- Apparently, new research suggest young adults read more magazines, not less.
- Check out the Creativity Award winners.
Let's not revisit that heated gun control debate we stirred up a short time ago but rather appreciate a new 172 john st-created Canadian gun control pro-bono campaign for its stark simplicity and directness of message. Reacting to an increase in gun violence, the online initiative, Stop the Guns, has launched this poster campaign which portrays people with gun range targets on them and the headline, "Gun Crime Affects Us All."
Speaking of bad context, AdFreak observes an awkward instance for wood: at a theme park.
If you've seen Shrek, you know it's possible to incorporate raunchy grown-up giggles into apparently tame kid-fare without looking like a total asshat.
Six Flags Great Adventure in Jersey has yet to learn this subtle art, considering they erected a gigantor billboard for their big wooden El Toro ride upon which is writ "It's good to have wood" - right over the head of the perennially cheerful Bugs Bunny.
While they were at it, they might as well have gone all the way and made a cock-shaped roller coaster in the style of the French. Then El Toro would have been aptly named.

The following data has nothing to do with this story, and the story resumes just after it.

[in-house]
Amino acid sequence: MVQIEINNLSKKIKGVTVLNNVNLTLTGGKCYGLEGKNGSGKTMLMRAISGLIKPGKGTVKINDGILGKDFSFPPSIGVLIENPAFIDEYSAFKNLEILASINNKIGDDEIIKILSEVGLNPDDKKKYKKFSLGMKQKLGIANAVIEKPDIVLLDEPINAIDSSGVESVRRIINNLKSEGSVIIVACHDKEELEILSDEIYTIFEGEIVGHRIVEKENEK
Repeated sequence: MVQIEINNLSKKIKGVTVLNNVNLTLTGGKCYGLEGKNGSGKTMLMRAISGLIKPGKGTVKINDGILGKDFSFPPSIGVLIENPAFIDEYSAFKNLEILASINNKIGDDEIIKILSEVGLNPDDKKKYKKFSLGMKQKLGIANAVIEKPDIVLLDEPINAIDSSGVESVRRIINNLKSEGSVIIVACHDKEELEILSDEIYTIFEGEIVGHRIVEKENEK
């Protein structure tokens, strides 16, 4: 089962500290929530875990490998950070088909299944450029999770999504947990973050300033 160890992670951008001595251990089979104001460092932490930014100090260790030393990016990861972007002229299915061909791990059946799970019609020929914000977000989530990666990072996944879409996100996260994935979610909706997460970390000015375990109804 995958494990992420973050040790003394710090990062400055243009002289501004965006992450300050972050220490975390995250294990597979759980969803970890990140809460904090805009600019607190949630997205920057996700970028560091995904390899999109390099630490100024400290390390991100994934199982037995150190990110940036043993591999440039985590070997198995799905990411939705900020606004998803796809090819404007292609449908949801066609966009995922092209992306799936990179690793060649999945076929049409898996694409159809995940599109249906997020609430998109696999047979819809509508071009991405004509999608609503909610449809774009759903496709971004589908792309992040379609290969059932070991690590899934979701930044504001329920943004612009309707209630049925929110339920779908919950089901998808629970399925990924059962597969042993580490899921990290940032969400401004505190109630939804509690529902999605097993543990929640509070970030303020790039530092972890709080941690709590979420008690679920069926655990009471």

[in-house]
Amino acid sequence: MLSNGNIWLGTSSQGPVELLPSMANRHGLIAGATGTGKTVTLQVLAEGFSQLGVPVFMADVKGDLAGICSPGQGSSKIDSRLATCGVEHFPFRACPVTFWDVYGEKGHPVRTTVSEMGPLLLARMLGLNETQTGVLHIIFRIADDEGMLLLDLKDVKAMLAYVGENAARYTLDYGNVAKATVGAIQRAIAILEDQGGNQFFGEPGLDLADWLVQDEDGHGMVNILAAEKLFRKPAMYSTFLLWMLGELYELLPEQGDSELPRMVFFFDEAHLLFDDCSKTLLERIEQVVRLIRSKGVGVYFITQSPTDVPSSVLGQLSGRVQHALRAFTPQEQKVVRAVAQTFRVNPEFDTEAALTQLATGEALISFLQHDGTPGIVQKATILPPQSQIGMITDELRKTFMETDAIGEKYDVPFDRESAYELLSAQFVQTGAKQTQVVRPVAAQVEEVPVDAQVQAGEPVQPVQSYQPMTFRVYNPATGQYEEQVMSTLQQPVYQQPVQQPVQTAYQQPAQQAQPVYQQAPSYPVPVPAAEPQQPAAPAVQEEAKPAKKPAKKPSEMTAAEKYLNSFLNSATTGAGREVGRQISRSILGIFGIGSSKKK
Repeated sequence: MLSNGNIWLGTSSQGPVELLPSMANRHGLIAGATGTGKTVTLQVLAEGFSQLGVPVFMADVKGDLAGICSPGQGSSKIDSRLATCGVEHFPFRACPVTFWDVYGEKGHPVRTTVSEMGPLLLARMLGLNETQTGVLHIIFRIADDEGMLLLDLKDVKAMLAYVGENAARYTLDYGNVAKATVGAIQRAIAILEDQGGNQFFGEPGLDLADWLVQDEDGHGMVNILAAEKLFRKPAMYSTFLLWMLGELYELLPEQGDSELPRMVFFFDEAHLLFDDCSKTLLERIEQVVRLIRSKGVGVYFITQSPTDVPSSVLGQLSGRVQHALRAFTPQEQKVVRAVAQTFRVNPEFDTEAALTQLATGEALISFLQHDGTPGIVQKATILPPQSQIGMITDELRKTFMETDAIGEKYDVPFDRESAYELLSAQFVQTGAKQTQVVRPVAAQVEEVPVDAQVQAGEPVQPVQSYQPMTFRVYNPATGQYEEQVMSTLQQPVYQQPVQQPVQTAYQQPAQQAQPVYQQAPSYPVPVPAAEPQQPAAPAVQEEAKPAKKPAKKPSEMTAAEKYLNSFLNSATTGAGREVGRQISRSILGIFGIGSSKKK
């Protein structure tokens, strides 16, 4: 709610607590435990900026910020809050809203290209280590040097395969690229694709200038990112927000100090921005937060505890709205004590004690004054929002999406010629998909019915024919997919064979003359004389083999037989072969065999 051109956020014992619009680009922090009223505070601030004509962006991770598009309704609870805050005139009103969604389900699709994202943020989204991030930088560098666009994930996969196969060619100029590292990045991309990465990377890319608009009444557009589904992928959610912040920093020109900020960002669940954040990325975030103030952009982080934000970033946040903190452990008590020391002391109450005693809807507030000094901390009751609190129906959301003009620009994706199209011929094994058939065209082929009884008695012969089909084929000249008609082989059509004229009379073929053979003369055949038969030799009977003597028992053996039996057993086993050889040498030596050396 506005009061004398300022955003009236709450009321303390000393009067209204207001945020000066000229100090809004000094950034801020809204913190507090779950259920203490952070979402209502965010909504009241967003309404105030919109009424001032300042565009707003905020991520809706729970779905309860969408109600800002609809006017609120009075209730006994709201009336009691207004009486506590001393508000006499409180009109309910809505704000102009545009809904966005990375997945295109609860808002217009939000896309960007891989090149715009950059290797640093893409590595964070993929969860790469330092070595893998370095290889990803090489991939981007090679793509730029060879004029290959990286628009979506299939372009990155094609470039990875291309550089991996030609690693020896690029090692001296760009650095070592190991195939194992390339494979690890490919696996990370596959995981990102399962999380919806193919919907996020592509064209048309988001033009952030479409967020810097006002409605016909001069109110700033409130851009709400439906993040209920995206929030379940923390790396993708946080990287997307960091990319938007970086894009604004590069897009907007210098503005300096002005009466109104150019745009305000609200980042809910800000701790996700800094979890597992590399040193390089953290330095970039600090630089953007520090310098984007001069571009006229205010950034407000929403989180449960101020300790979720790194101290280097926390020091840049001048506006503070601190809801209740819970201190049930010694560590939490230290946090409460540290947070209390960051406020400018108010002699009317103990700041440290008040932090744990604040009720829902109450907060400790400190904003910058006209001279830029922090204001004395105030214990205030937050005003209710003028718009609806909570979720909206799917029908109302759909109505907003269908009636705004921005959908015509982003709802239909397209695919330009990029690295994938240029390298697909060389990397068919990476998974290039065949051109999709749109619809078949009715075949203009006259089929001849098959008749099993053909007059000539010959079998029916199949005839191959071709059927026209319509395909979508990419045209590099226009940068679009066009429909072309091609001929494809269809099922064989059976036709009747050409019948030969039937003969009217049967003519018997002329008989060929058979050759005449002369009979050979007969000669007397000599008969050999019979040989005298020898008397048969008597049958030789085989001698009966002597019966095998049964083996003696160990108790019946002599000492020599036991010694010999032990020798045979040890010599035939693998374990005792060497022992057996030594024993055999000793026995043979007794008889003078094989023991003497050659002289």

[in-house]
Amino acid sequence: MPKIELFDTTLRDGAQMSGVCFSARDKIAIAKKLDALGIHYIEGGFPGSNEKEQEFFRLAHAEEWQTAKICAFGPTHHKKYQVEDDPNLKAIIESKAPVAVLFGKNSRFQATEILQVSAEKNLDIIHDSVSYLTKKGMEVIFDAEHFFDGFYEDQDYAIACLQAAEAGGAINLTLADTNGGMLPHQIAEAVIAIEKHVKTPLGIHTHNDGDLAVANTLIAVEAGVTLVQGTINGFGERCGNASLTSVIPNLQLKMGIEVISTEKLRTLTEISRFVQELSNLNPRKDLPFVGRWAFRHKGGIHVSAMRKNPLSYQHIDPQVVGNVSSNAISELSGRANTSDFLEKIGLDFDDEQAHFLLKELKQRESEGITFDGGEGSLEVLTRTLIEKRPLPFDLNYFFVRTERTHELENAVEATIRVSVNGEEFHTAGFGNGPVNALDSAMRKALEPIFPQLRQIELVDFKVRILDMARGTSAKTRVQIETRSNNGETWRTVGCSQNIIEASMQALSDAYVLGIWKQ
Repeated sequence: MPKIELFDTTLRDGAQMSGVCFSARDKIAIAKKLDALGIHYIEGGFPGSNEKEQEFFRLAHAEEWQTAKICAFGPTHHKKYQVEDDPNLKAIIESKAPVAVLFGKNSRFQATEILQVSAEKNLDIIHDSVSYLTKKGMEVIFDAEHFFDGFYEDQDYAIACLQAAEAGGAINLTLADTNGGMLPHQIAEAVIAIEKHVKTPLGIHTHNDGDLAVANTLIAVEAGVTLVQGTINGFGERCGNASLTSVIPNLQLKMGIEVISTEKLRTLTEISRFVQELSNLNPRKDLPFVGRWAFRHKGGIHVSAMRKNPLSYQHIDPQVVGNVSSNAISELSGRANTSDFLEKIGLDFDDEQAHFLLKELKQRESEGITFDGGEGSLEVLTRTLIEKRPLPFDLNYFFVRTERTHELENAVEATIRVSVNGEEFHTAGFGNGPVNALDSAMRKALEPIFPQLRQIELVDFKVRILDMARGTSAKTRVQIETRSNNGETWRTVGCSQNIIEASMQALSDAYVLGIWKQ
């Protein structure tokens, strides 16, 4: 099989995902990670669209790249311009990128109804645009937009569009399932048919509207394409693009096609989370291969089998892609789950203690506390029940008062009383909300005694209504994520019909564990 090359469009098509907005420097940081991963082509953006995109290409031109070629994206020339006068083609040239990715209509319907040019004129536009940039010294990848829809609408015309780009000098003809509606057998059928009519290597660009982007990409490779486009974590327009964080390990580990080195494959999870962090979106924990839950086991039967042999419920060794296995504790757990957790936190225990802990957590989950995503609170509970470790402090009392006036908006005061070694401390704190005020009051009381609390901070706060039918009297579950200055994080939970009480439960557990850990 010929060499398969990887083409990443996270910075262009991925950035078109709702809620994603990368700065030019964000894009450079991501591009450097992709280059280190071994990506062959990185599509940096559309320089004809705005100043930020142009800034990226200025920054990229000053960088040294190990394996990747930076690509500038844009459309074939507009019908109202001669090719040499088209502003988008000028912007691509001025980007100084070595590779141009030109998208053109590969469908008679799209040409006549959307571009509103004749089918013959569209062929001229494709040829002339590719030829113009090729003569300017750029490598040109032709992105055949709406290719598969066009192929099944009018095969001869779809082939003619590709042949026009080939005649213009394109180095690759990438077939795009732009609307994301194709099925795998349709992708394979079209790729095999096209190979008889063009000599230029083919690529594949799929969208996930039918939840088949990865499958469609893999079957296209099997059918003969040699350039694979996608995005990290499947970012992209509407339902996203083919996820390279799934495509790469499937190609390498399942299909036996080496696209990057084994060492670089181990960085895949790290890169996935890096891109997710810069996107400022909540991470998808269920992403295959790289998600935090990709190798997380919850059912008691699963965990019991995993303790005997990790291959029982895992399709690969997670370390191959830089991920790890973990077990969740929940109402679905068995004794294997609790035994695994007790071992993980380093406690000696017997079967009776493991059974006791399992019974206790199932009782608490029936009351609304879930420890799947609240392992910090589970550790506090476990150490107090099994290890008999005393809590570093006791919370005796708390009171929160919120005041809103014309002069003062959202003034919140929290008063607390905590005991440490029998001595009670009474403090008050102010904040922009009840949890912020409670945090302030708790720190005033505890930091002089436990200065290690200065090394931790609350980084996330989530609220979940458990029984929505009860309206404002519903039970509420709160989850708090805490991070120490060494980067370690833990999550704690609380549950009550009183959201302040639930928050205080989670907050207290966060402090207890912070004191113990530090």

That poor McDonald's Fat Kid. We don't know where he came from but he's been our poster child for the obesity discussion over and over and over and over and, yes, over again.
Now, it seems, KFC wants in on the action. Well, not exactly. They're just victim to the latest culture jamming episode to hit the streets of East London.
Trendhunter points us to a law firm ad that reads, "Life's short. Get a divorce." The words are sandwiched between two yummy slabs of flesh that convey in no uncertain terms what awaits beyond the marital bed.
The ad comes courtesy of Chicago attorney Corri Fetman, who angelically admonishes that you "Be honest with yourself and with your spouse."
Politically-correct statement aside, we can't fault an attorney for cutting to the chase. How long can we play the Puritan and pretend we don't have an astronomical divorce rate? If we were lawyers we too would be snapping fingers at hesitant divorcees-to-be.